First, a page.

United States Capitol Police officer John Cale (Channing Tatum) wants to be a member of the Secret Service. He pulls some strings to get an interview with Agent Finnerty (Maggie Gyllenhaal), as well as White House passes for his politically obsessed daughter, Emily (Joey King). The interview doesn’t go well, and dejected Cale proceeds to go on the White House tour. While Emily is in the bathroom, a group of paramilitary terrorists, led by Emil Stenz (Jason Clarke), take over the White House and kidnap President Sawyer (Jamie Foxx). Cale breaks away from the tour, in order to look for Emily, but instead finds the hostage-taken President, and rescues him.
Remember how in “Die Hard” (1988) there was a highly trained “good guy” who ended up unexpectedly running loose around a building, thwarting the plans of a group of terrorists? “White House Down” is just a rip off of this same idea, only less entertaining. John Cale is a likable character that is easy to root for because of his free-spirited sense of humor and ability to kick any and every bad guy’s butt. Sure he lacks a little of the John McClane charm that Bruce Willis has been giving us for the last 25 years, but he does his best, and comes pretty close.
Jamie Foxx is underused as the President, and that is unfortunate. His humor is good and well delivered, despite the cheesy dialogue that he has been given. It’s also a much smaller part than he deserves because the film is overrun with a plethora of underdeveloped, uninteresting characters (including James Woods and Richard Jenkins, in addition to all the afore-mentioned names), who just take away from the action and the “buddy feel” that comes from having the two stars with spot-on chemistry together.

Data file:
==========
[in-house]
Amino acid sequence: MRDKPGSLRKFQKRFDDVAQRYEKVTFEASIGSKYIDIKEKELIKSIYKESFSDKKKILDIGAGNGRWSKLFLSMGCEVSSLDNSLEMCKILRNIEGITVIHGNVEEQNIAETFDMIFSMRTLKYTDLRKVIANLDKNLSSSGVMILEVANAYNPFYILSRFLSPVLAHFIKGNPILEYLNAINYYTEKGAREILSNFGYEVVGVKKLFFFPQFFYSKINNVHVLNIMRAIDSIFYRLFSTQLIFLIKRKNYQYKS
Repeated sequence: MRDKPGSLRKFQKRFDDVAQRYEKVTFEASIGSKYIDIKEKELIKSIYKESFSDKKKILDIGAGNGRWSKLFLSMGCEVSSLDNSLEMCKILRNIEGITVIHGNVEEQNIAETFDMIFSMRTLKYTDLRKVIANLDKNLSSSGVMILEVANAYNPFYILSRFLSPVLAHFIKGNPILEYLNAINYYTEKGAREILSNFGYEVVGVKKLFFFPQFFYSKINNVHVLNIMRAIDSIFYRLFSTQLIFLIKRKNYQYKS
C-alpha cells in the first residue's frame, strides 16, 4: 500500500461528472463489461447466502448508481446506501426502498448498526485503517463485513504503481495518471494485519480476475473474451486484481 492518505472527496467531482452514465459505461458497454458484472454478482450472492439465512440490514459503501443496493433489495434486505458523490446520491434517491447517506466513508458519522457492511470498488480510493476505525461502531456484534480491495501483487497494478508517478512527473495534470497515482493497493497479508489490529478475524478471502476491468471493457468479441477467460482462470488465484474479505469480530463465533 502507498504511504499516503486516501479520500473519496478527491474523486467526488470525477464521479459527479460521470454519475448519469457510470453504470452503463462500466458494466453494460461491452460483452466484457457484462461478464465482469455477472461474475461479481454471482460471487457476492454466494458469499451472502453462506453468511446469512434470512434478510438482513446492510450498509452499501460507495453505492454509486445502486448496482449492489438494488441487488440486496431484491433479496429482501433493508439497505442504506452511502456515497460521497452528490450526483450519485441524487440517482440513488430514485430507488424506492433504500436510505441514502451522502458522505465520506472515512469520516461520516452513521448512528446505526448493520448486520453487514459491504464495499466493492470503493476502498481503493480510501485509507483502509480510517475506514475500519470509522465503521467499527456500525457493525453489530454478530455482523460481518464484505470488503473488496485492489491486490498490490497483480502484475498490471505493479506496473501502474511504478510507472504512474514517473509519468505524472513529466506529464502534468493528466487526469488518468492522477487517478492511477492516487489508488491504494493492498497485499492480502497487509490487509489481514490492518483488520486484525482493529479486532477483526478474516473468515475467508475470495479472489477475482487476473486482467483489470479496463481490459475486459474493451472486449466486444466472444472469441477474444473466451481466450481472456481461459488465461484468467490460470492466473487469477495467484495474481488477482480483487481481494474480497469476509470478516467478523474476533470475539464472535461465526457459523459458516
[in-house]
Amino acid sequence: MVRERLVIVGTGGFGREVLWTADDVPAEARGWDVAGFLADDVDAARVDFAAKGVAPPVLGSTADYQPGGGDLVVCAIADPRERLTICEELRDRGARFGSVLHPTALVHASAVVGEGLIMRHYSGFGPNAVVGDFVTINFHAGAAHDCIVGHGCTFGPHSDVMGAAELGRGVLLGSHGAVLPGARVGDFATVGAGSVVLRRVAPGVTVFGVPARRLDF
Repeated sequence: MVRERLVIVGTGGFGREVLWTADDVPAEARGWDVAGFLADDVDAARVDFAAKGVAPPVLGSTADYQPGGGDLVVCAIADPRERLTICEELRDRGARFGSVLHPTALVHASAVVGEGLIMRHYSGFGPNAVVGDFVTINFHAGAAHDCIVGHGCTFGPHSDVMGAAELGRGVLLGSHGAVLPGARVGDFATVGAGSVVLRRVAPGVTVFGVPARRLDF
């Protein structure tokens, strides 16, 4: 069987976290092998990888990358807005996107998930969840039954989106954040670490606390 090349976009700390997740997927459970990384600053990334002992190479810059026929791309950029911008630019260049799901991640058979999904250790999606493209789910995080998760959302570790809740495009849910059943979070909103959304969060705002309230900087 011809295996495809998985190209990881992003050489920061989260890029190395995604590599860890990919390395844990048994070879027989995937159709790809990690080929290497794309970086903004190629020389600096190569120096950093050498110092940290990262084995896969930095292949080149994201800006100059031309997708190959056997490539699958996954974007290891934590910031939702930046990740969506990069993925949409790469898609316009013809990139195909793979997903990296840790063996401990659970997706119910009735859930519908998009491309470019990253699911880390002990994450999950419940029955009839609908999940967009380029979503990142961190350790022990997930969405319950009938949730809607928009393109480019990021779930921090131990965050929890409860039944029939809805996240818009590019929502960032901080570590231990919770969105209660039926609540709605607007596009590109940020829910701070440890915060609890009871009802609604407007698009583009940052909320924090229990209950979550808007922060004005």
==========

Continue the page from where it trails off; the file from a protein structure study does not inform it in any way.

Roland Emmerich films have never been considered “cinematic masterpieces,” but I don’t think that’s bothering him. His movies, like “Independence Day” (1996), “The Day After Tomorrow” (2004) and “2012” (2009), are all effects laden films that have never put the focus on the story or the desire to focus on production quality. He is, however, continuously pushing the boundaries of visual effects, mostly through destruction, but in “White House Down” it almost seems as if something has been held back. Most of the action, the good action anyways, was in the trailer, and several times throughout the film it is obvious (too obvious) that everyone is standing on a stage with a screen behind them. It’s more reminiscent of Emmerich’s less than thrilling films, “Godzilla” (1998) and “10,000 BC” (2008).
I am aware that Emmerich understands that he’s not making a great film here, and it obviously isn’t bothering him that we all expect this kind of movie from him. But that shouldn’t excuse the blatant plot holes, lack of realism, or just the flat-out stupidity of the characters, including the villains. I don’t mind if you want to rip off “Die Hard,” but it’s important to remember that Hans Gruber (Alan Rickman) was a highly entertaining, intelligent, sophisticated and well dressed villain, that you almost couldn’t help but love.